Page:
Monday, December 26, 2005

What's Bernanke going to do during the housing crash?

A Recent NY Times article on the Japanese Housing Bubble
got me thinking. Especially this quote:

Japanese economists say the United States is not likely to suffer a decline that is as severe or long-lasting as Japan's, because they see a more skilled hand at the tiller of the American economy: the Federal Reserve. Japan's central bank, the Bank of Japan, failed to curb the stock and real estate bubbles until mid-1989, when it was too late and prices were sky-high, they said.

Translation: It's different this time! Is it really? Let's listen to some words from Mr Bernanke:

But the U.S. government has a technology, called a printing press (or, today, its electronic equivalent), that allows it to produce as many U.S. dollars as it wishes at essentially no cost. By increasing the number of U.S. dollars in circulation, or even by credibly threatening to do so, the U.S. government can also reduce the value of a dollar in terms of goods and services, which is equivalent to raising the prices in dollars of those goods and services. We conclude that, under a paper-money system, a determined government can always generate higher spending and hence positive inflation.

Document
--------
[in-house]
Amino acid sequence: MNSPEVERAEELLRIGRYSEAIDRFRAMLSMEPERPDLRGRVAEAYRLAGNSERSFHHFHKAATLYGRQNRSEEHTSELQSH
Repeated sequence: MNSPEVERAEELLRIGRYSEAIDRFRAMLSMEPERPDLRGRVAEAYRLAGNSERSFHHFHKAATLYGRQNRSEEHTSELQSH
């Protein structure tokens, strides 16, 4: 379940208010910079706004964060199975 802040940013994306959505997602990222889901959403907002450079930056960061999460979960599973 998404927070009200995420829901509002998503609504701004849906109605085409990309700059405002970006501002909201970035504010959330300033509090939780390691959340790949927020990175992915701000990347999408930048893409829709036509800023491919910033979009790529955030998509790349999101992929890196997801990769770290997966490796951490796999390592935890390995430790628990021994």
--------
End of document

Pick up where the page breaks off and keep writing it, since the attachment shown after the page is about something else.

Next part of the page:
Sounds different, but in a really bad way. It won't be like Argentina. Argentina owed external debt in a foreign currency and had a currency peg. I think we will have very serious deflation but Bernanke might take "unconventional measures" and then all bets are off. If only conventional measures are used we'll see the government make a beeline to zero percent interest rates very quickly as soon as the housing bubble starts to affect the economy. Once rates fall below european rates that will start eroding the currency. Europe of course will lower rates too because they can't have an appreciating currency so early in their economic recovery. When rates fall and hit zero thigs will go for a while and the housing bubble, or another internet bubble might come back but if no inflation shows up this time at zero percent, which it might not, then we reach the problem of rates at zero percent. This is the nightmare of central bankers. Bernanke has taken a keen interest in this and has recommended "unconventional measures" like buying things besides treasuries to create liquidity. The central bank will play this where's the money going now game with the investment community. Buying stuff in different markets all over the place confusing investors and the economy to no end.